After a group stage which yielded enough goals to satisfy everyone, the World Cup round of 16 ramped up the tension.
Brazil stared down the barrel of an unthinkable early exit against Chile before eventually triumphing in a monumentally nervy penalty shootout, Netherlands needed a late comeback to see off Mexico and Germany and Argentina were pushed all the way by Algeria and Switzerland respectively. All in all, four of the eight ties went to extra-time, equalling the record set by Italia 90.
With every match so competitive, picking the team of the round proved far from easy, but the 11 players selected managed to distinguish themselves above all others and were too good to ignore.
In goal, Julio Cesar fends off stiff competition from Keylor Navas, David Ospina, Guillermo Ochoa, Manuel Neuer and Rais M'Bolhi for the most hotly-contested position in the team. In a round where strikers invariably met their match, Cesar staked the strongest claim by making several crucial saves in normal time against Chile and then keeping his head to produce a heroic display in a shootout which saw almost everyone else lose theirs.
Our back three begins with Gary Medel who, despite being a diminutive midfielder by trade, further bolstered his reputation as a warrior by largely keeping Brazil at bay until he was forced from the field through injury on 108 minutes. The Cardiff City man is joined by David Luiz, who scored in normal time and in the shootout for the hosts, and Michael Umana, who almost entirely frustrated Greece for over two hours before scoring the penalty which fired Costa Rica into the last eight of a World Cup for the first time in the country's history.
On the right of our five-man midfield is Juan Cuadrado of Colombia, who tormented the Uruguay defence with his pace and skill at the Maracana and notched two assists. In the centre is Paul Pogba, who capped a highly polished display with the decisive goal in France's 2-0 win over Nigeria, and Bryan Ruiz, who opened the scoring for Costa Rica against Greece with his second goal of the tournament.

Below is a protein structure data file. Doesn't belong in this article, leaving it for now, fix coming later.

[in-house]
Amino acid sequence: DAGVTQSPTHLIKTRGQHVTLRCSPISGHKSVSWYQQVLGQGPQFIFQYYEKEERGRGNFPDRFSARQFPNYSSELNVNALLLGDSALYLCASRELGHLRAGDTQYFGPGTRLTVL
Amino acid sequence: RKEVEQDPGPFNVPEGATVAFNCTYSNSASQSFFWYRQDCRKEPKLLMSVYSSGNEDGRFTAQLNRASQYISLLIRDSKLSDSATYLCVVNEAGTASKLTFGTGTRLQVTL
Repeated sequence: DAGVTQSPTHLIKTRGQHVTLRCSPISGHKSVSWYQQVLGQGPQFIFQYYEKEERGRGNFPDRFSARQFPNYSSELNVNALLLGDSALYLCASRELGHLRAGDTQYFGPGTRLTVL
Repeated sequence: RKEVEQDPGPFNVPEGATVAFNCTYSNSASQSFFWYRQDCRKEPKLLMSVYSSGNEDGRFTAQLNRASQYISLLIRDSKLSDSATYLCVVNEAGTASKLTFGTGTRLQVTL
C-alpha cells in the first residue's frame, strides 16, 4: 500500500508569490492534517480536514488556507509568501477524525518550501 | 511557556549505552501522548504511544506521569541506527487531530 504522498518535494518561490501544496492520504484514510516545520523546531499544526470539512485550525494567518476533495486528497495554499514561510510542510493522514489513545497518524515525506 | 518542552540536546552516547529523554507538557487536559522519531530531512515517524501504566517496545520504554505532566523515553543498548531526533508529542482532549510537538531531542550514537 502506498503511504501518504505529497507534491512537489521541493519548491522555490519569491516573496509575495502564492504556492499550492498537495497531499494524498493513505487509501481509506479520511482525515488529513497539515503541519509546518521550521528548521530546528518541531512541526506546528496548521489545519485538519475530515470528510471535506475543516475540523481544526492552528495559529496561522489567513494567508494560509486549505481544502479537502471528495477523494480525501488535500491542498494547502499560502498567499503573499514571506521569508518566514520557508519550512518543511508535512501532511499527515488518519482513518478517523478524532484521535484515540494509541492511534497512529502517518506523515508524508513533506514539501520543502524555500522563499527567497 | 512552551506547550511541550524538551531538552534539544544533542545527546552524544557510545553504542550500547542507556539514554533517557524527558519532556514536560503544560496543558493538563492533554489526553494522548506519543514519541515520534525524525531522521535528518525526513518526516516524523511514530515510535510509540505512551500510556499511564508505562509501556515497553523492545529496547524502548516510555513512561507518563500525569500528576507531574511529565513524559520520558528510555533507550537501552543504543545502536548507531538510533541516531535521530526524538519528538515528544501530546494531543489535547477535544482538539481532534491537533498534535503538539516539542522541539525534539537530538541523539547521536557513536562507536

On the left is Algeria's Sofiane Feghouli, who worried the Germany defence time and again as the Fennec Foxes gave Joachim Low's men several huge scares and took them into extra-time before eventually succumbing to a 2-1 defeat.
In the No.10 position there was only ever one candidate. James Rodriguez cemented his status as the player of the World Cup so far with a star-making performance at the Maracana, scoring two goals against Uruguay - with his first, a sensational 25-yard volley, staking an extremely strong claim for goal of the tournament.
Up front is Klaas-Jan Huntelaar, who proved the catalyst for Netherlands' dramatic late comeback against Mexico, setting up Wesley Sneijder's equaliser with a deft header and scoring a nerveless penalty at the death.
The Schalke man is partnered by Alexis Sanchez, who scored Chile's only goal against Brazil and at times carried the fight to Luiz Felipe Scolari's men single-handed.